In the Greatest Australian Movie of All Time (which I also referenced yesterday), the Kerrigan’s take their case to the highest court in the land. Inspired by those battling, fictional Aussies in The Castle, Labour has done the same. We think that what the National Government has done by removing our right to vote in regional council elections is wrong, but as it has been introduced via legislation, there is no court we can take it to in this country. So we’re taking it to the UN instead.

Two important UN treaties, the Universal Declaration on Human Rights and the International Covenant on Civil and Political Rights, confirm that it is a human right that citizens have a say on the running of their country and take part in the conduct of public affairs.

I’ve been working with Conservation spokesperson Ruth Dyson and Justice spokesperson Andrew Little to write a letter to the relevant committee at the United Nations. Here is the International Covenant of Civil and Political Rights, of which New Zealand is a signatory. In the past, we have taken pride in our democracy, and our fight to preserve democracy around the world. But when our government has removed the rights of it’s own citizens, then we don’t have a leg to stand on when we try lecture other nations, like Fiji, about the need for democracy.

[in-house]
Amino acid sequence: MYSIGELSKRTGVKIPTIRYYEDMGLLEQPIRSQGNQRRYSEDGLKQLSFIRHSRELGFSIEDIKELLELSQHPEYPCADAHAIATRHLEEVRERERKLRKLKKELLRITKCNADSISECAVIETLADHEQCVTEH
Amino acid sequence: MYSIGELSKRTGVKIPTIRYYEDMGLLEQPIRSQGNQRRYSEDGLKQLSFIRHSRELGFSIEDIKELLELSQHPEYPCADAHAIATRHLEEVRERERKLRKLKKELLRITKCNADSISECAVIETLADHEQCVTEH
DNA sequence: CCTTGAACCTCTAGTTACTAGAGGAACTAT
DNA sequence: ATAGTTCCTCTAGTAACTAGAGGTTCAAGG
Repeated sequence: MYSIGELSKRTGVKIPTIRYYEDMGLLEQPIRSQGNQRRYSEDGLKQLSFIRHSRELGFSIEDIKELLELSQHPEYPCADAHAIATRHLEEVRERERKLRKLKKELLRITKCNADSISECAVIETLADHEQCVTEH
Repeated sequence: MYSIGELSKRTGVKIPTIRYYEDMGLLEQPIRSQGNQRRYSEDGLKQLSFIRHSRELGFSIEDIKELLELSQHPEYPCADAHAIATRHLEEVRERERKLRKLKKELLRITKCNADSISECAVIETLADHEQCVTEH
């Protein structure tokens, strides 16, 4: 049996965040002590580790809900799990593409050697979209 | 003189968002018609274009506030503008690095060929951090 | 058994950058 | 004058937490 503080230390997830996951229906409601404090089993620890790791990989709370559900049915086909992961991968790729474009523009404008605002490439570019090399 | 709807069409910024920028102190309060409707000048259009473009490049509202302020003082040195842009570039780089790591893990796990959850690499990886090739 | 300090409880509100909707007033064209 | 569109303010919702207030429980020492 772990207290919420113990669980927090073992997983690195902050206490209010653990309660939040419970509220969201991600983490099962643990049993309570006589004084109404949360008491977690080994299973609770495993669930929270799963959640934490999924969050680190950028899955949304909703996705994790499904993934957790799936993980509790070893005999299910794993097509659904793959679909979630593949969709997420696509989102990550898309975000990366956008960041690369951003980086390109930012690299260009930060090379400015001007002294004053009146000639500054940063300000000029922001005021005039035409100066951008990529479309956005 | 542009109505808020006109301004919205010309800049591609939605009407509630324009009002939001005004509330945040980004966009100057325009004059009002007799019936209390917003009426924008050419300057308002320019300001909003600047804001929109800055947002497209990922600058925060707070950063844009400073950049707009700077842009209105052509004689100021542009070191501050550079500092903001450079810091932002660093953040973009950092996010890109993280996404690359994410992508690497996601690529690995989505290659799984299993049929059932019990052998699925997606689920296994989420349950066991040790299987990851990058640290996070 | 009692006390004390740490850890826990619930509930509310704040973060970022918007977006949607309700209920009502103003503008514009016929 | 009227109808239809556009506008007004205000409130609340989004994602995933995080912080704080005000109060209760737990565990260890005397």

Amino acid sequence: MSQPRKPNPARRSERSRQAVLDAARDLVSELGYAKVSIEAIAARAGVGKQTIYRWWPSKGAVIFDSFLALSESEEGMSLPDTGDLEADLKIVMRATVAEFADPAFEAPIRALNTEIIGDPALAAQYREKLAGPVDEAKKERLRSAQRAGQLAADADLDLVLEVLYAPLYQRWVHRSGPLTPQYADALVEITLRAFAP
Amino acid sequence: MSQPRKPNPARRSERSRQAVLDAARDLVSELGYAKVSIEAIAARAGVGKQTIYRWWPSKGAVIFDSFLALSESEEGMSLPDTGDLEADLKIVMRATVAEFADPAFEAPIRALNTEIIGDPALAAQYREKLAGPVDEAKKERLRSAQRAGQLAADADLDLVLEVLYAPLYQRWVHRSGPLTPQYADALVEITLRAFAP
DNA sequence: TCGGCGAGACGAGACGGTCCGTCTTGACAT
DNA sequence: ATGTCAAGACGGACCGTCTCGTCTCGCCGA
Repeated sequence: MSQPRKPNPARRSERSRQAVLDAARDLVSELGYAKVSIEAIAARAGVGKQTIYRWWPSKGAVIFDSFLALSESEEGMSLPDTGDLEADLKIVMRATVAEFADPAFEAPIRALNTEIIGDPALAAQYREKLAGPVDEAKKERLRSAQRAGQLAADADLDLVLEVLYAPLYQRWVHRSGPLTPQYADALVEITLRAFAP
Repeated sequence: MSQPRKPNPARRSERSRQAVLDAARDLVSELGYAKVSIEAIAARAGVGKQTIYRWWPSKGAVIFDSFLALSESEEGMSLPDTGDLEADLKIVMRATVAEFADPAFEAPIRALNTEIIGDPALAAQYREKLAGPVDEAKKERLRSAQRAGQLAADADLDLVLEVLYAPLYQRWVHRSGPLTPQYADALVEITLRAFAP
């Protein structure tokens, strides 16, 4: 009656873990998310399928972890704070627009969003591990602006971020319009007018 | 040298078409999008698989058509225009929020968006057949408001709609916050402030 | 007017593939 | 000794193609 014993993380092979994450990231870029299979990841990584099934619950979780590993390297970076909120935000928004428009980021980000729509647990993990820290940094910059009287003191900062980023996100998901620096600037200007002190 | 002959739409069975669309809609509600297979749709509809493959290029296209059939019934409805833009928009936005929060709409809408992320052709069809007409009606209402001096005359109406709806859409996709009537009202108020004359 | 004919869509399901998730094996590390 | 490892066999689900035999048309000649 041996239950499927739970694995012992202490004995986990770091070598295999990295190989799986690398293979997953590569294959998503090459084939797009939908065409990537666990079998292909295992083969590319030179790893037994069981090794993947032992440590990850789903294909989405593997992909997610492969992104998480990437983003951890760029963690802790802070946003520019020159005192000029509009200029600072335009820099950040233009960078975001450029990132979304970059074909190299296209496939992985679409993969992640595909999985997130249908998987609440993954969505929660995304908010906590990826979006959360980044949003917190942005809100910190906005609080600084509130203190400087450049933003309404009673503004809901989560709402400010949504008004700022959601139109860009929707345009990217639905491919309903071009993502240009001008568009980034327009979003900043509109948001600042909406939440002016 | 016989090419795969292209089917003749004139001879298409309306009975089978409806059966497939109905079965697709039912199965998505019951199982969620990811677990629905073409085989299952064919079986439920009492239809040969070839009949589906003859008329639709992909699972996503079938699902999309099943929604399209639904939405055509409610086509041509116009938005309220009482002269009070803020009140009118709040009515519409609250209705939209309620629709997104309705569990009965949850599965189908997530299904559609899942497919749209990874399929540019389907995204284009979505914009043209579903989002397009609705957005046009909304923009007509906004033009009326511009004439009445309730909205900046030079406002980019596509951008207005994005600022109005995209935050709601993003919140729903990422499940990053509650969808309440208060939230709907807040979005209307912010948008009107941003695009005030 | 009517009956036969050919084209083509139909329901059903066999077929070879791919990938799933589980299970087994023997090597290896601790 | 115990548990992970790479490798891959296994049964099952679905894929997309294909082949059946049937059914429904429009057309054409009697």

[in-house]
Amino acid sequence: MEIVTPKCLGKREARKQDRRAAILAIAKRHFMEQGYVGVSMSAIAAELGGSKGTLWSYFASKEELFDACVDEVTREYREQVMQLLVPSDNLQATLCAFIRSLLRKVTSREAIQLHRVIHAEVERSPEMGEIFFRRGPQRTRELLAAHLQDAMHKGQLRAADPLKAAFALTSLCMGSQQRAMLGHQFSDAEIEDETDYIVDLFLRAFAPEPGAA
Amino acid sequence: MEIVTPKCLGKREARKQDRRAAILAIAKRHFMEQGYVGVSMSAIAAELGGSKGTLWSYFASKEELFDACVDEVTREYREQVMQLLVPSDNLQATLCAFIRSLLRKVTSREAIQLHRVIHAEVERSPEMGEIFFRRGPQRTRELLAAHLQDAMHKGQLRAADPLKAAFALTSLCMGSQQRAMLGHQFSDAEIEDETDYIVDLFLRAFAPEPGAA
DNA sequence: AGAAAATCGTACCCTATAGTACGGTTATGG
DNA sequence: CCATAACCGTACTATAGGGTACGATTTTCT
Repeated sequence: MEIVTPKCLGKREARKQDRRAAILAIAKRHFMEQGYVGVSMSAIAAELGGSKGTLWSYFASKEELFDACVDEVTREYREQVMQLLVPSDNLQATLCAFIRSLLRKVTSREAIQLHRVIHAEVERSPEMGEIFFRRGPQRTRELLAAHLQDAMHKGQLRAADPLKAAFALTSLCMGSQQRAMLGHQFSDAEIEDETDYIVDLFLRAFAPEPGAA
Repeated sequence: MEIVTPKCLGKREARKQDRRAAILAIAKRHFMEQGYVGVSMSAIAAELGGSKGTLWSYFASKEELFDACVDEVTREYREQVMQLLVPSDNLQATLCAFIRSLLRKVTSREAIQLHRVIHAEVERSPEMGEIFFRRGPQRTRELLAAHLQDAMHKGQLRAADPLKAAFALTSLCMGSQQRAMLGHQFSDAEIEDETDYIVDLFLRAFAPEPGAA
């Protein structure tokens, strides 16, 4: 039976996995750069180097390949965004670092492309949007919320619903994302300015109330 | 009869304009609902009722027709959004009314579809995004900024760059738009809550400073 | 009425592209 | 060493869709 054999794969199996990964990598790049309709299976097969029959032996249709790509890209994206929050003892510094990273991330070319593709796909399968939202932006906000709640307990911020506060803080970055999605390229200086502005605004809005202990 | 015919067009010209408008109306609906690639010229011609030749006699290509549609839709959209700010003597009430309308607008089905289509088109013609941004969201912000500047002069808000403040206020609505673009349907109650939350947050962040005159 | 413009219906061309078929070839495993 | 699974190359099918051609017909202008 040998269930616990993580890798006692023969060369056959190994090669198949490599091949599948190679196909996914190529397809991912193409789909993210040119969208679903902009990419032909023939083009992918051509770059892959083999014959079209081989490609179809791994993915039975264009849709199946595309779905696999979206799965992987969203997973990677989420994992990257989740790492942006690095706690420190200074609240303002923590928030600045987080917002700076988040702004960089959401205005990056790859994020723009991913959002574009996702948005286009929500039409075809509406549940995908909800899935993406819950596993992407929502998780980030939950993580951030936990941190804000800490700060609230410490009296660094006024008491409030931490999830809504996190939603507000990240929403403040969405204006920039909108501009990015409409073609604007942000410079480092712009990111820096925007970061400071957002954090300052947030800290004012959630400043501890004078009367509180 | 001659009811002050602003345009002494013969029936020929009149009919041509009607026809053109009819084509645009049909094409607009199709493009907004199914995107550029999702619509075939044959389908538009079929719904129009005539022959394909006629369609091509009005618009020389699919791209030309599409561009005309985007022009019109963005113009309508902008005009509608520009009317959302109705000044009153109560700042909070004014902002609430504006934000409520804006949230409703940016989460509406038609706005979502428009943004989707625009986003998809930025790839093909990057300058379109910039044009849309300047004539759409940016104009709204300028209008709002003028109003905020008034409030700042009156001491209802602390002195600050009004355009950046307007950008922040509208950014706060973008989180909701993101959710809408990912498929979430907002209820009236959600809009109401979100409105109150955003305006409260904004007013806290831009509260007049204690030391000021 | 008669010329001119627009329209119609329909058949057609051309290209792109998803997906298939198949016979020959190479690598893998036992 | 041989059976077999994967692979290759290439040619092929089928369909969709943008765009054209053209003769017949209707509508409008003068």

When your own government trashes the democratic rights of its people, there aren’t many places to go to seek redress, but the Human Rights committee of the UN is a place we can go to get the issue investigated, hence the letter written by my colleague and Labour’s Justice spokesperson Andrew Little.

Democracy is sometimes inconvenient, especially to those in power, but that’s the point. It is the basis of ensuring the interests of the powerful don’t ride roughshod over the powerless.

Today marks four years of the unelected commissioners running ECan. It is a black mark on the National Government, and New Zealand. We will be marking the occasion at the Cairn in Cathedral Square at 12:30 today, with Ruth Dyson and Russel Norman speaking about the importance of letting people manage their own resources and having the right to vote (more details here).

Labour will return the right of Canterbury people to elect their regional councillors immediately, but in the meantime it will help to have an independent external body judge whether our international rights have been breached.